Thus far, Austria is the only country with a written plan for guidelines on the diagnosis and treatment of EMF-related health problems. And contrary to claims by utility providers, a standard smart meter can average 1,900 transmissions in a 24-hour period. The U.S. safety limit for RF radiation is 1,000 microwatts per meter squared. However, it is not uncommon for some smart meters to produce up to 60 times this amount, which means the radiation from smart meters is equivalent to the output of an estimated 160 wireless devices such as cellphones.

What are the FCC standards? Twenty-year-old FCC limits based on a 30-year-old study are not protective of human health and are hundreds of thousands of times too high to protect humans and wildlife from biological effects.

Further, it’s unacceptable that NYSEG intends to charge its consumers who “opt out” of having smart meters installed on their houses, reportedly at $13.49 each month. For those who are unable to opt out, it is suggested that a “smart meter guard” be installed, a cover placed over the smart meter that will block 90 to 95 percent of the RF radiation. (Incidentally, there are already monthly charges at present in place in NYSEG’s invoices for the cost of their meters, meter-reader employees and billing expenses.)

What are the fire hazards—in particular, for houses with older wiring? It’s reported that many communities oppose smart meters because of fires and other hazards. Some meters have reportedly exploded and caused fires, while some malfunction and allow surges and overvoltage to flow into buildings which can burn wiring.

Credible news sources report that a number of states have banned or are planning to ban so-called “smart meters” because of the related health hazards of EMFs and EMRs. Some states have enacted “smart grid” legislation. In California there are lawmakers, counties and cities that have called for moratoria, the right for consumers to opt out, and the banning of smart meters, with others declaring EMRs to be a health hazard and demanding more research on health and safety impacts. Cities in the state of Maine and in British Columbia, Canada have passed resolutions calling for moratoria on smart meters. See the National Conference of State Legislatures webpage for a map of the U.S. showing various policies on utility meters:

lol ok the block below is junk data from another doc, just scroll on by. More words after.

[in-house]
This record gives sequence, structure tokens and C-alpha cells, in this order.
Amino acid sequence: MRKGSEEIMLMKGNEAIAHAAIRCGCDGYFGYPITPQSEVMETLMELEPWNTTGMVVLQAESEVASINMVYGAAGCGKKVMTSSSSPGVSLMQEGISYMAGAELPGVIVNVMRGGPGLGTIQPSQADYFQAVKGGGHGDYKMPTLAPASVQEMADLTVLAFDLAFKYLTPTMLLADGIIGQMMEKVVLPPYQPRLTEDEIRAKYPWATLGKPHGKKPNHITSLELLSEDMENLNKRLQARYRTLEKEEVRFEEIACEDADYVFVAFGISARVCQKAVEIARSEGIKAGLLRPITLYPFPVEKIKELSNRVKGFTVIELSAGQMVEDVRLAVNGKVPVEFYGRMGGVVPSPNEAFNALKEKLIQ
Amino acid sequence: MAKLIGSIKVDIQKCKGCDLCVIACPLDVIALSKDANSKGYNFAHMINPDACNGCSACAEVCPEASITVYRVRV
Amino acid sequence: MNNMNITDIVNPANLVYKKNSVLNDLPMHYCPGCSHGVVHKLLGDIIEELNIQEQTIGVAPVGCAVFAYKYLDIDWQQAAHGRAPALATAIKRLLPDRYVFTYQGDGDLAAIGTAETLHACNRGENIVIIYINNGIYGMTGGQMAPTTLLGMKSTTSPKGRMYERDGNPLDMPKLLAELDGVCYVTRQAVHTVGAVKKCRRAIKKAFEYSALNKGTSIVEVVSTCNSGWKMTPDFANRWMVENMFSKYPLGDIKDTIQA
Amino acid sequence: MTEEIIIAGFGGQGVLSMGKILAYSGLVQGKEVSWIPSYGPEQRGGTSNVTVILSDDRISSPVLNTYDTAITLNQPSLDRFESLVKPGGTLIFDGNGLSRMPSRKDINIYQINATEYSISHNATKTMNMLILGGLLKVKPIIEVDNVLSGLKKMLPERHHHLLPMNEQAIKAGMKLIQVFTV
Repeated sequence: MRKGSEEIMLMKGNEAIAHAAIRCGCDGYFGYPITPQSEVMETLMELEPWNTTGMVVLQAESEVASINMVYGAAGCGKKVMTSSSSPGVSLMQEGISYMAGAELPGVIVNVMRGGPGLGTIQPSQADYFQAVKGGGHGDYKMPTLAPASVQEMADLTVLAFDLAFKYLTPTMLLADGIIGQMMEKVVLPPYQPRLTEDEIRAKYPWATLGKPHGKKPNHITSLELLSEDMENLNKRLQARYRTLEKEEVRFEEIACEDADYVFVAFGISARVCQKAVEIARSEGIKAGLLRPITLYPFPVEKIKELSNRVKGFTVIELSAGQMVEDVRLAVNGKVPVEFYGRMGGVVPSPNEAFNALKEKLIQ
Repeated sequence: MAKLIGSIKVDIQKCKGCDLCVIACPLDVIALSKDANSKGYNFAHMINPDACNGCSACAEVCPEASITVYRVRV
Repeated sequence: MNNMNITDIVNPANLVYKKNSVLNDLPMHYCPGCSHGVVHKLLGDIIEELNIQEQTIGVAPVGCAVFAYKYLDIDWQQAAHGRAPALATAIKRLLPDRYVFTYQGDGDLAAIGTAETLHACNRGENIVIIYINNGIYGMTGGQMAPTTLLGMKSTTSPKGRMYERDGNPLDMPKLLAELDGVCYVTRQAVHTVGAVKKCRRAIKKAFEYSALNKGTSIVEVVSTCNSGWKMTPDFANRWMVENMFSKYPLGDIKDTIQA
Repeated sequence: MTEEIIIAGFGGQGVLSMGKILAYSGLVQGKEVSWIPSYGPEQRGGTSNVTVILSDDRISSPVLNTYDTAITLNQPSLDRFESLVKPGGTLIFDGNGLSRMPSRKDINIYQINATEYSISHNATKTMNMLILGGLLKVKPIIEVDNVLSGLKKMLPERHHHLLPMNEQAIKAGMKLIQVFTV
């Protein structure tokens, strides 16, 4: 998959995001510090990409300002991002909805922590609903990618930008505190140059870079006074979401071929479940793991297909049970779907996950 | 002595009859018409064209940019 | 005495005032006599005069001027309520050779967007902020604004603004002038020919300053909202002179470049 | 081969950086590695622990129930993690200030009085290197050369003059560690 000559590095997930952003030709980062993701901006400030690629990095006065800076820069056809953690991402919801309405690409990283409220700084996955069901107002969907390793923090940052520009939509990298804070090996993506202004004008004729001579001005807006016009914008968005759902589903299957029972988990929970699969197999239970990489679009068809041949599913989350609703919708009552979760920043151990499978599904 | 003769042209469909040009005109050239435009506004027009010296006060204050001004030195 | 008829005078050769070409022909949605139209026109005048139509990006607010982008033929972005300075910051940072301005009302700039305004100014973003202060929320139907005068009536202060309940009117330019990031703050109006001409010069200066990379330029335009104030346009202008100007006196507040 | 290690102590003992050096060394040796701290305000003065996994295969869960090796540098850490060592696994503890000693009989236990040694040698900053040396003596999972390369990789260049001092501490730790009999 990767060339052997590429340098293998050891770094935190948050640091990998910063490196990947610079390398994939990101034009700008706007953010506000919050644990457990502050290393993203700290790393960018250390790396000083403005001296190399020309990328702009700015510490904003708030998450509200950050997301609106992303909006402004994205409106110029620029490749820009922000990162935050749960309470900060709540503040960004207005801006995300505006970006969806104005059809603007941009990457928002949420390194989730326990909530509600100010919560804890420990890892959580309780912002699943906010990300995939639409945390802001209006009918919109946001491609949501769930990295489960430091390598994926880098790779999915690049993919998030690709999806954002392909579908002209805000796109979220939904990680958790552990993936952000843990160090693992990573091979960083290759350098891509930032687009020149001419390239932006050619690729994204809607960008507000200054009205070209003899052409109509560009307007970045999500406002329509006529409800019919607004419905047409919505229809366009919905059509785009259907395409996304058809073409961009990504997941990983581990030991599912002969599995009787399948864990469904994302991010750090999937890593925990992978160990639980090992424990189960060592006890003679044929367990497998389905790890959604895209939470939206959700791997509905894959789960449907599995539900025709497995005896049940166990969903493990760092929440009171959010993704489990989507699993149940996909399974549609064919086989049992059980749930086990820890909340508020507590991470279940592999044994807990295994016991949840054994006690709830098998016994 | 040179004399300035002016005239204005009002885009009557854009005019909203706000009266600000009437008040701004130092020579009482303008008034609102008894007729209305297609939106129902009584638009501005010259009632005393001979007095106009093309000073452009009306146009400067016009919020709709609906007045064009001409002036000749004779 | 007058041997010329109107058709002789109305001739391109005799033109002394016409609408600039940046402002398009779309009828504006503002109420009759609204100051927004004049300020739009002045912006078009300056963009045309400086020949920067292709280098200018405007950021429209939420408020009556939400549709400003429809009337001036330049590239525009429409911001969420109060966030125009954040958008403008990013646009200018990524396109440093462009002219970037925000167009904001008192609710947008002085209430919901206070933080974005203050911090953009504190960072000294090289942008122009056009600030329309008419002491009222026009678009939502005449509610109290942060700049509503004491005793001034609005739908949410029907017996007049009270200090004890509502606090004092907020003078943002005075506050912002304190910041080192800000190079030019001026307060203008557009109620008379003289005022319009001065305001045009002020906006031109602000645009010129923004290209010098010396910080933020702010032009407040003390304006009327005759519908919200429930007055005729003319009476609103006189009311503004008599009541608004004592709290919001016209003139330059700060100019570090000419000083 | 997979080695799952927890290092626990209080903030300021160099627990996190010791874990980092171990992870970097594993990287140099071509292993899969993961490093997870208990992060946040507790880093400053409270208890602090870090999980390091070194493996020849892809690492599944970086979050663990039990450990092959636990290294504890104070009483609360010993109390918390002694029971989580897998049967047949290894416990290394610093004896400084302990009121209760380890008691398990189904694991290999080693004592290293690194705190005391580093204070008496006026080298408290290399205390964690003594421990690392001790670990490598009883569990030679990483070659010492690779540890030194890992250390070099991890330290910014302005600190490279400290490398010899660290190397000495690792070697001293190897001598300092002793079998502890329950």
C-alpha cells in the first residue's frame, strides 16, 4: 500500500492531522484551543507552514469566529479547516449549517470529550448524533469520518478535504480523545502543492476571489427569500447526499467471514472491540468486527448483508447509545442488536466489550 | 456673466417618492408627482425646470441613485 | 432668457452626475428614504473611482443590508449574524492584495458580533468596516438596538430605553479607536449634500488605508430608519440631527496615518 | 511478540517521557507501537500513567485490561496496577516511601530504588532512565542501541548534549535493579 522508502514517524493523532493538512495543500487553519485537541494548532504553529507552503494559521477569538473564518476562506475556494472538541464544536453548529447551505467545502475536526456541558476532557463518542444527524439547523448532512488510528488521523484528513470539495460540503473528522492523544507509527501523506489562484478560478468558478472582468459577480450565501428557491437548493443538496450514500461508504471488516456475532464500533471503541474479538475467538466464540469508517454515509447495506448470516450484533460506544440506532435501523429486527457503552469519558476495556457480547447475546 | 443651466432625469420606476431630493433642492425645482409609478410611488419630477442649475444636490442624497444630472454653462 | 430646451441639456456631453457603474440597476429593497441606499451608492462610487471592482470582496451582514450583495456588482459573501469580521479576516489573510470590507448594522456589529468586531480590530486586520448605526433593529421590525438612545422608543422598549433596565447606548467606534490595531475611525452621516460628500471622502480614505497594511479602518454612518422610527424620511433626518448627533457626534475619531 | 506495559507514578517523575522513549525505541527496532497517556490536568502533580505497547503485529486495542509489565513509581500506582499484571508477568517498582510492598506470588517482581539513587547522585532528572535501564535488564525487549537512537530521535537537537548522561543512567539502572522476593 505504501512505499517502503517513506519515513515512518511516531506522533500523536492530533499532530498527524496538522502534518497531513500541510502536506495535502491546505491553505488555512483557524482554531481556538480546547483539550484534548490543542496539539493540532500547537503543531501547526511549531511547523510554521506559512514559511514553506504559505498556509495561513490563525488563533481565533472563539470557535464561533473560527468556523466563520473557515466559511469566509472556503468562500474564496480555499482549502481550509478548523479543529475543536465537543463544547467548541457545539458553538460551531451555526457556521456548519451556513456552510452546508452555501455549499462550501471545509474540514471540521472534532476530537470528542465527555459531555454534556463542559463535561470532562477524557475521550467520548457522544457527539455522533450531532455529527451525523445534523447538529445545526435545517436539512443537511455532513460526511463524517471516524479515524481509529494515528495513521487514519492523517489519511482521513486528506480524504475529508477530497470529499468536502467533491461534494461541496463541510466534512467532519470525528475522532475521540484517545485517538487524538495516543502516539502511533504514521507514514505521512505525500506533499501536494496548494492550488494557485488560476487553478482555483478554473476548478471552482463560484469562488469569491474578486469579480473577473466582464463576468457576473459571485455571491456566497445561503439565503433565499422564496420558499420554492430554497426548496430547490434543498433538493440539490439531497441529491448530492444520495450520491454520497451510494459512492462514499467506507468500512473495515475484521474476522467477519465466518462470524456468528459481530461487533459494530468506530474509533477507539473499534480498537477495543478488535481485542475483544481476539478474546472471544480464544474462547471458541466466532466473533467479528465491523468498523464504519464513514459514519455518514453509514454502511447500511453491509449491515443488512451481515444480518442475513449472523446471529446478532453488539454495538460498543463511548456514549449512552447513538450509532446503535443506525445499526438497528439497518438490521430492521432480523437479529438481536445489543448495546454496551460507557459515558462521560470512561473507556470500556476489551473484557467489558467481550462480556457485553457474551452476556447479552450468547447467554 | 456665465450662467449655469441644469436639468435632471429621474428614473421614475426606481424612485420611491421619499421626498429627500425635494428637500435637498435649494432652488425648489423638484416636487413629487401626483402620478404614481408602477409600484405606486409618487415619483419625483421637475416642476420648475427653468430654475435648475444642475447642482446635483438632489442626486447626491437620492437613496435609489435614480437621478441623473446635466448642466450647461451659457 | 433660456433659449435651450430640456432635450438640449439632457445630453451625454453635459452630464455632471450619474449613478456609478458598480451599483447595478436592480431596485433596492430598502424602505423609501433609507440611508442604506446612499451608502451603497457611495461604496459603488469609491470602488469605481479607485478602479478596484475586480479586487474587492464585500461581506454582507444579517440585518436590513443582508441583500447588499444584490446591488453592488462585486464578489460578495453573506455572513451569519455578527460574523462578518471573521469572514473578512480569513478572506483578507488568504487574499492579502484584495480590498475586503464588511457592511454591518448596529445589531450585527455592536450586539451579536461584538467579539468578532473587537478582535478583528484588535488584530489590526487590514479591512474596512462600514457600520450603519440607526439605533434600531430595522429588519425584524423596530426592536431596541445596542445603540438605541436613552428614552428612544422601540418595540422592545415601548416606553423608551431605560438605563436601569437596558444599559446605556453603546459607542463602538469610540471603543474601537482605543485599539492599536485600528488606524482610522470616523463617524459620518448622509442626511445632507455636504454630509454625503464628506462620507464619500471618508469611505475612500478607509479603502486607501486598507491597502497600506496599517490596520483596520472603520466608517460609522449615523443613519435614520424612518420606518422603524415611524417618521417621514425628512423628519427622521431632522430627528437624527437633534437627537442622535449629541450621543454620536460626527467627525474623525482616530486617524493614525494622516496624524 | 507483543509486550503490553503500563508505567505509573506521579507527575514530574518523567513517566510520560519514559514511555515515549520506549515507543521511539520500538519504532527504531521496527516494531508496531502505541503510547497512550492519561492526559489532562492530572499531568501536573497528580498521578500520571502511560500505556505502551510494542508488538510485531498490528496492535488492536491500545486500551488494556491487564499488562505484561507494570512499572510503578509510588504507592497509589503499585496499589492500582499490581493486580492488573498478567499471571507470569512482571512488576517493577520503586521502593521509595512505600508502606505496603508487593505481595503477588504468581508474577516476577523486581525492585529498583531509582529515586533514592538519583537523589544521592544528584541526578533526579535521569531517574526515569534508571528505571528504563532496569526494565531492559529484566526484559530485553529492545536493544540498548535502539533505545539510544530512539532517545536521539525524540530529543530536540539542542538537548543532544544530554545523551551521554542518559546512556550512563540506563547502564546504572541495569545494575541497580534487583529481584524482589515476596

Health experts have urged states to adopt a free opt-out for Duke Energy customers: Florida Public Service Commission, Indiana Utility Regulatory Commission, Kentucky Public Service Commission, North Carolina Utilities Commission, and the Public Utilities Commission of Ohio and South Carolina, citing peer-reviewed studies on the health effects of radiofrequency radiation. People are suing for the right to remove smart meters and are winning. Twenty-four states now have opt-outs for smart meters, including Iowa. New Mexico, Oregon, Tennessee, Vermont, Los Angeles, California, and New York Central Hudson have no fee. North Carolina has no fee if opt-out is for health reasons. There are records of WHO reports and expert studies in Michigan, Oregon, Massachusetts, Maine, Iowa, and elsewhere, with expert testimony on the hazards of smart meters.

In order to test frequencies in homes where smart meters are already in place, it is recommended that homeowners invest in one of the relatively inexpensive EMF readers available online. It is further recommended that local, state and federal representatives be made aware of the smart meter dangers and the consumers of electricity and gas who do not want smart meters installed. It is primarily government agencies and profit-seeking corporations, not consumers, which will determine if smart meters are installed.

Maureen Dill is a retired social worker and former disaster preparedness and response planner, having served as human services and emergency services director for two international nonprofit charitable organizations.


1 Comment

  1. Great job on this article! Of course the utility company will say that negative health effects are not an issue. But they’re goal is not your families well-being, but rather their profits. Be Smart and opt out of installing a smart meter!